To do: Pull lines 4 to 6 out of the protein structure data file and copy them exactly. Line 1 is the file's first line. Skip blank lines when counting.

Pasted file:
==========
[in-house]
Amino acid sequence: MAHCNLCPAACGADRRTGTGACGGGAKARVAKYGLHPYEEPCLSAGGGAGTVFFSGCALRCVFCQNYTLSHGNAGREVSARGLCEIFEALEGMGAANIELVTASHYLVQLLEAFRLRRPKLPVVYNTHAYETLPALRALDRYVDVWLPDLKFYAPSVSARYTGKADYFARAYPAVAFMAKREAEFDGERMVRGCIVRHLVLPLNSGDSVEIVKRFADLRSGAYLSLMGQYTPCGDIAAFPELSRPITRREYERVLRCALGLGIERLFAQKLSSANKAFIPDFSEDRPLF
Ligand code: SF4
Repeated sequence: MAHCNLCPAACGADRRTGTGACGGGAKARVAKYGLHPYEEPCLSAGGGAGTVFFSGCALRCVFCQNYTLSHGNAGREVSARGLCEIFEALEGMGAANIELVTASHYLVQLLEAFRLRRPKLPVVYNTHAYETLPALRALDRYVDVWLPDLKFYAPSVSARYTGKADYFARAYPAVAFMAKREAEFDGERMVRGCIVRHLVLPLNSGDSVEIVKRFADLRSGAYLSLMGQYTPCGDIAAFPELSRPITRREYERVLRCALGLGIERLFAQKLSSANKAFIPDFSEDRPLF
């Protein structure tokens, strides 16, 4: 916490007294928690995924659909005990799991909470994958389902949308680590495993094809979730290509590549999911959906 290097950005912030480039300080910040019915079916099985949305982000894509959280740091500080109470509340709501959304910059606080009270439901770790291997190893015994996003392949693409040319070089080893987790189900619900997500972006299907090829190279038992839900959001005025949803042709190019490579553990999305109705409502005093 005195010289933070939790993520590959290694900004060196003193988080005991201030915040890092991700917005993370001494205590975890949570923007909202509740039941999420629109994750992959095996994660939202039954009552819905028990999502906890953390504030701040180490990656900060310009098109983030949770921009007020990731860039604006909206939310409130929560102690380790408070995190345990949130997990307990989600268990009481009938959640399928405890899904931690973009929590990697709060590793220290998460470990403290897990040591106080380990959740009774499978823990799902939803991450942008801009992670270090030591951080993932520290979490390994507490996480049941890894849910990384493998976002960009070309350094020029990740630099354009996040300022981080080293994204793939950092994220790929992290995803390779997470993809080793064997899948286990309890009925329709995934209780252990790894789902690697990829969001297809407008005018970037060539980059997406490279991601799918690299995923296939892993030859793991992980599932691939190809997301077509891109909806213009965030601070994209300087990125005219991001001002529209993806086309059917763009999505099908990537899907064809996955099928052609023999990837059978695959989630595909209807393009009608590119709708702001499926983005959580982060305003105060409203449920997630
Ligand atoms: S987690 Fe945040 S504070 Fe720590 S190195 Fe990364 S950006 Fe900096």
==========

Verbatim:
Repeated sequence: MAHCNLCPAACGADRRTGTGACGGGAKARVAKYGLHPYEEPCLSAGGGAGTVFFSGCALRCVFCQNYTLSHGNAGREVSARGLCEIFEALEGMGAANIELVTASHYLVQLLEAFRLRRPKLPVVYNTHAYETLPALRALDRYVDVWLPDLKFYAPSVSARYTGKADYFARAYPAVAFMAKREAEFDGERMVRGCIVRHLVLPLNSGDSVEIVKRFADLRSGAYLSLMGQYTPCGDIAAFPELSRPITRREYERVLRCALGLGIERLFAQKLSSANKAFIPDFSEDRPLF
């Protein structure tokens, strides 16, 4: 916490007294928690995924659909005990799991909470994958389902949308680590495993094809979730290509590549999911959906 290097950005912030480039300080910040019915079916099985949305982000894509959280740091500080109470509340709501959304910059606080009270439901770790291997190893015994996003392949693409040319070089080893987790189900619900997500972006299907090829190279038992839900959001005025949803042709190019490579553990999305109705409502005093 005195010289933070939790993520590959290694900004060196003193988080005991201030915040890092991700917005993370001494205590975890949570923007909202509740039941999420629109994750992959095996994660939202039954009552819905028990999502906890953390504030701040180490990656900060310009098109983030949770921009007020990731860039604006909206939310409130929560102690380790408070995190345990949130997990307990989600268990009481009938959640399928405890899904931690973009929590990697709060590793220290998460470990403290897990040591106080380990959740009774499978823990799902939803991450942008801009992670270090030591951080993932520290979490390994507490996480049941890894849910990384493998976002960009070309350094020029990740630099354009996040300022981080080293994204793939950092994220790929992290995803390779997470993809080793064997899948286990309890009925329709995934209780252990790894789902690697990829969001297809407008005018970037060539980059997406490279991601799918690299995923296939892993030859793991992980599932691939190809997301077509891109909806213009965030601070994209300087990125005219991001001002529209993806086309059917763009999505099908990537899907064809996955099928052609023999990837059978695959989630595909209807393009009608590119709708702001499926983005959580982060305003105060409203449920997630
Ligand atoms: S987690 Fe945040 S504070 Fe720590 S190195 Fe990364 S950006 Fe900096």